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Hurricane Ike
Like many things, bigger in Texas
Complete information on CenterPoint Energy's response to Hurricane Ike.

Jan. 8, 2009 - When Hurricane Ike hit the gulf coast of Texas on Sept. 13, 2008, its 110-mile-per-hour hurricane-force winds mowed down 50-foot-tall trees and flooded coastal areas. CenterPoint Energy’s (CNP) electric delivery system took a direct hit from Ike, resulting in the largest power outage in Texas history. More than 95 percent of CNP’s electric delivery customers lost power: 2.15 million at the storm’s peak.

The impact on Houston – the fourth-largest city in the nation, home to N.A.S.A. and the Texas Medical Center, the “energy capital of the world” – was huge. Damage has been estimated at $54 billion*, which would make Ike one of the costliest U.S. storms ever. *(Source: Houston Chronicle)

Most damage affected distribution lines. Our transmission and substation structures held up remarkably well, with minor damages repaired quickly. Only 60 (less than 1 percent) of our wooden transmission poles were damaged. Ninety-six percent of our transmission lines were back in service within four days, all of them within a week, with the later restorations concentrated on Galveston Island, which was impacted by both hurricane-force winds and a 12-foot storm surge that flooded four of our substations.

Storm damage to our distribution system was more extensive. Surveying our 5,000 square-mile service territory by air and foot, we discovered 332,045 feet of cable down and 86 percent of almost 1,500 circuits out. We replaced about 6,400 wooden distribution poles, less than 1 percent of about 1 million such poles in our system. The small number of poles that required replacement is a testament to the solid performance of our system even in the face of a storm of such magnitude.

We call Hurricane Ike a category “tree” storm because trees caused the majority of the damage. While our ongoing tree trimming program helps prevent limbs from growing into power lines in our easements, it could not keep whole trees from falling into power lines during Ike. A comparison of more and less heavily wooded areas shows the challenge presented by Ike. Our Barker Substation serves 34,554 customers in a compact area with relatively few trees. Fewer than 20 poles were down, most of them street accessible, and a single crew of 40 workers was able to complete major restoration work in one day. By contrast, our Tomball Substation serves half as many customers in a large area with many tall pine trees outside our easements. With hundreds of poles down, 10 crews with a total of 450 workers took seven days to finish major repairs.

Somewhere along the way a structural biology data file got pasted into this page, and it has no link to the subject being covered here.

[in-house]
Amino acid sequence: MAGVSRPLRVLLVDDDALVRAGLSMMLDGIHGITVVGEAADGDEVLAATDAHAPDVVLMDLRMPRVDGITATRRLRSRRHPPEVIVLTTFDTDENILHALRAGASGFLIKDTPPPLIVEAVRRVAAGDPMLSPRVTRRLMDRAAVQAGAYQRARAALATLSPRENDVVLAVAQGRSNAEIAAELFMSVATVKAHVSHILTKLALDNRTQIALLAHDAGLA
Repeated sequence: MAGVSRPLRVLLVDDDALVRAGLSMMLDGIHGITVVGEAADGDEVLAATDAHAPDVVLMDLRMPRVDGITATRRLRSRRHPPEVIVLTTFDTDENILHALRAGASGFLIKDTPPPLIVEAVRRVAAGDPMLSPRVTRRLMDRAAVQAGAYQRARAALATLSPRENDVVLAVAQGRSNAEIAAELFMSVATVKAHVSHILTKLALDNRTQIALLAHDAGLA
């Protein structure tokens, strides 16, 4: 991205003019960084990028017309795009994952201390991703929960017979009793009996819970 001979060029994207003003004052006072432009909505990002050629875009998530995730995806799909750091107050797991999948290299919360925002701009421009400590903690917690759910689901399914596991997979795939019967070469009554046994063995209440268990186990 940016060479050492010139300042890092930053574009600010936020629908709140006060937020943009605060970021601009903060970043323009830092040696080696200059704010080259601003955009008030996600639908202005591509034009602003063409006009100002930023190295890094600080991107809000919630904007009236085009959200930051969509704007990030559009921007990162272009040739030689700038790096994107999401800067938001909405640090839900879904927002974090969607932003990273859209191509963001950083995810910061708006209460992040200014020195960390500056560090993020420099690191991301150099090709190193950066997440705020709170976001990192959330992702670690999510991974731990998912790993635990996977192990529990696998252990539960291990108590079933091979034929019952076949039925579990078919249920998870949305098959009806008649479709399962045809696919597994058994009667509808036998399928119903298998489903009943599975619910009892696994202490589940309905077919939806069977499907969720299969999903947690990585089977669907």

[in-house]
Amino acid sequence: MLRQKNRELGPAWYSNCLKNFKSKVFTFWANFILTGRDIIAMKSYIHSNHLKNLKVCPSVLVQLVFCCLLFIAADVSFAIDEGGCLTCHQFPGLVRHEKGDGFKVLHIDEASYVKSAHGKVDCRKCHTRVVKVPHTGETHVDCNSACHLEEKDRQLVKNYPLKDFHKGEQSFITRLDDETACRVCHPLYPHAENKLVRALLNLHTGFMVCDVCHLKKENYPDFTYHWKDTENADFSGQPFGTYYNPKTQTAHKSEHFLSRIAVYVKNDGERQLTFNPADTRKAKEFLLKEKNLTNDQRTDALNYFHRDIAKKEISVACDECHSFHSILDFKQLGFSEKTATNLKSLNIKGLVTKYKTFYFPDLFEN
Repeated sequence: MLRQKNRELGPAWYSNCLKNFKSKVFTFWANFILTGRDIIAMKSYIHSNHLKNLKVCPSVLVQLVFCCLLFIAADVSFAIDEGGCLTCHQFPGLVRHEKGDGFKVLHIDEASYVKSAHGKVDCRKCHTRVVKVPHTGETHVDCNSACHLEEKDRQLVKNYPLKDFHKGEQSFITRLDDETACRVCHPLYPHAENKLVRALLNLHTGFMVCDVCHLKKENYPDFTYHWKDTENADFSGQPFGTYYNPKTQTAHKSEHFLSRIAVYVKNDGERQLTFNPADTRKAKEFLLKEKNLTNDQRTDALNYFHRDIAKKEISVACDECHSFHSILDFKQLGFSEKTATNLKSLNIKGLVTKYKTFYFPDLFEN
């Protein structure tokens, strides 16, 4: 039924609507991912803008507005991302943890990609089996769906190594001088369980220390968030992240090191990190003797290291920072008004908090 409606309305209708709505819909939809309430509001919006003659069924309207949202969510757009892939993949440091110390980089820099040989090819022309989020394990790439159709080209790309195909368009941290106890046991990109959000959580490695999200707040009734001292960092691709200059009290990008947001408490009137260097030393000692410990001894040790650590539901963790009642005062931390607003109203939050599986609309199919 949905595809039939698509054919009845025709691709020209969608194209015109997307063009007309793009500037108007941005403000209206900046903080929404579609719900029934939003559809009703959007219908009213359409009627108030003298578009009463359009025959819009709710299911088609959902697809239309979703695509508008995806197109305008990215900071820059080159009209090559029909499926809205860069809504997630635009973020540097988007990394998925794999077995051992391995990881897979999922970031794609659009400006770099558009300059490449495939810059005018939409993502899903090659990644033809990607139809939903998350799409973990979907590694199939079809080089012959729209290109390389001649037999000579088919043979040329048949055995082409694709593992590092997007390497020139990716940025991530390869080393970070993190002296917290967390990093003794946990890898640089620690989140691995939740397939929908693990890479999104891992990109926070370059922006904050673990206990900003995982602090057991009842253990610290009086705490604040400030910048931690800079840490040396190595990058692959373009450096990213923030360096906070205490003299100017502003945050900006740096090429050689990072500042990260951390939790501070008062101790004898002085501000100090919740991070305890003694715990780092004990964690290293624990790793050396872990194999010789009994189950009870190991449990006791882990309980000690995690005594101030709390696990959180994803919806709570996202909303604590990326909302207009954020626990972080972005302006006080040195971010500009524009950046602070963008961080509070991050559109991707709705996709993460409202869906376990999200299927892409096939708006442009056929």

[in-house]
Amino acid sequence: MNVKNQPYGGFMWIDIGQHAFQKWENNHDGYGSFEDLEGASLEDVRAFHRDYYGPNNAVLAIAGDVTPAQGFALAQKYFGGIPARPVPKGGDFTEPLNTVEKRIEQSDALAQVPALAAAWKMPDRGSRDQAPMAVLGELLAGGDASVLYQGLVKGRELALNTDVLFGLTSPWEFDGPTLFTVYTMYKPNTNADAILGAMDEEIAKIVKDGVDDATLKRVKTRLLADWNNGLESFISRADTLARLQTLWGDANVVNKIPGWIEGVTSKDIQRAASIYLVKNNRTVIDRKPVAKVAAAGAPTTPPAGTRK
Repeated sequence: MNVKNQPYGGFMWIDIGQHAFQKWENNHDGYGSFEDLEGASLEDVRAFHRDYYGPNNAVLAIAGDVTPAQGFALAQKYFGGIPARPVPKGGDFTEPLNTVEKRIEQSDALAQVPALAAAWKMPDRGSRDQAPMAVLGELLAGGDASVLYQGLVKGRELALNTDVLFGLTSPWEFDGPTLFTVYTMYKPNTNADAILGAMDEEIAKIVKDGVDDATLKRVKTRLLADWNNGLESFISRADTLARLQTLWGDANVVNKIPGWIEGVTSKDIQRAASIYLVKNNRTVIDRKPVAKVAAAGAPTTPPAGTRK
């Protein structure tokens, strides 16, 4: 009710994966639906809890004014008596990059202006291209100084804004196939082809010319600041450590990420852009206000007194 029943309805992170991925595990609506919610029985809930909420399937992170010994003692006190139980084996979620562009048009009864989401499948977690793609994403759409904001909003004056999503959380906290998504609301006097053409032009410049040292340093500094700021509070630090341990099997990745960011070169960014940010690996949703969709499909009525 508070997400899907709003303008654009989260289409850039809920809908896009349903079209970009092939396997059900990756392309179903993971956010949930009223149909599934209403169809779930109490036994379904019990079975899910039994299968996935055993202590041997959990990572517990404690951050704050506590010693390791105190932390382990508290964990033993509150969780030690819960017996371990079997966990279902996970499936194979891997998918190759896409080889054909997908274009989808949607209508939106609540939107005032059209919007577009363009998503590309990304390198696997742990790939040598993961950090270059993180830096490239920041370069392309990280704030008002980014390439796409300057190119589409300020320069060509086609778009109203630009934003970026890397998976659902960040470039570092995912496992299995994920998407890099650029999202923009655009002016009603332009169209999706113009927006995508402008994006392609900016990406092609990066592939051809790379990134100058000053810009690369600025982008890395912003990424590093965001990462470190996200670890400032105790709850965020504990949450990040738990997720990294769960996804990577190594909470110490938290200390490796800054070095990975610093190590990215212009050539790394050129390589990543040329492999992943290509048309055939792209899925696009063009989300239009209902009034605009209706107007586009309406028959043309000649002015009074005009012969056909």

Coordinating 14,000 field and support workers at over two dozen sites presented logistical challenges as well. The company used 1.4 million gallons of fuel for 7,000 vehicles and 859,543 meals to fuel 16-hour days followed by 94,155 hotel room nights for those not sleeping on one of 4,000 cots assembled at the same convention center which hosted refugees from Hurricane Katrina three years before.

With its 300-mile-wide wind field, Hurricane Ike dwarfed its predecessors Rita and Alicia in size and customer power outages. Ike caused 2.15 million customers to lose power compared to the outages that Rita and Alicia caused: 719,000 and 750,000 customers respectively. Nonetheless, CNP and our mutual assistance partners were able to restore power to three times as many customers after Hurricane Ike in 18 days, only two more days than it took to complete restorations after our last direct hit by Hurricane Alicia 25 years ago.

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